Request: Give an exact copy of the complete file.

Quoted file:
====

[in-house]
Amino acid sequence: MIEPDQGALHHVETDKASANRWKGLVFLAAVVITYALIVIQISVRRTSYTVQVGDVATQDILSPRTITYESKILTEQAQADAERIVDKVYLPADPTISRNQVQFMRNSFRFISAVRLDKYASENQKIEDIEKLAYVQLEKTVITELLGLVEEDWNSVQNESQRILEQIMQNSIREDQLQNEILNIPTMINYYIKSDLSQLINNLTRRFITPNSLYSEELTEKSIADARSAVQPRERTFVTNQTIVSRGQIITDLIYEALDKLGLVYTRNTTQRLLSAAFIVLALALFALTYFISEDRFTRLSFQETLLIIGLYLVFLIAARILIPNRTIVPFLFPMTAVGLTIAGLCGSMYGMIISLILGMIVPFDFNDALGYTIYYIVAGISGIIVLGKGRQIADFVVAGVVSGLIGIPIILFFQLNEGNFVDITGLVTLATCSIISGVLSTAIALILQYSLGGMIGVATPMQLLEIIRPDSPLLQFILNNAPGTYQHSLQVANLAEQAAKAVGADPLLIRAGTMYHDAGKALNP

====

[in-house]
Amino acid sequence: MIEPDQGALHHVETDKASANRWKGLVFLAAVVITYALIVIQISVRRTSYTVQVGDVATQDILSPRTITYESKILTEQAQADAERIVDKVYLPADPTISRNQVQFMRNSFRFISAVRLDKYASENQKIEDIEKLAYVQLEKTVITELLGLVEEDWNSVQNESQRILEQIMQNSIREDQLQNEILNIPTMINYYIKSDLSQLINNLTRRFITPNSLYSEELTEKSIADARSAVQPRERTFVTNQTIVSRGQIITDLIYEALDKLGLVYTRNTTQRLLSAAFIVLALALFALTYFISEDRFTRLSFQETLLIIGLYLVFLIAARILIPNRTIVPFLFPMTAVGLTIAGLCGSMYGMIISLILGMIVPFDFNDALGYTIYYIVAGISGIIVLGKGRQIADFVVAGVVSGLIGIPIILFFQLNEGNFVDITGLVTLATCSIISGVLSTAIALILQYSLGGMIGVATPMQLLEIIRPDSPLLQFILNNAPGTYQHSLQVANLAEQAAKAVGADPLLIRAGTMYHDAGKALNP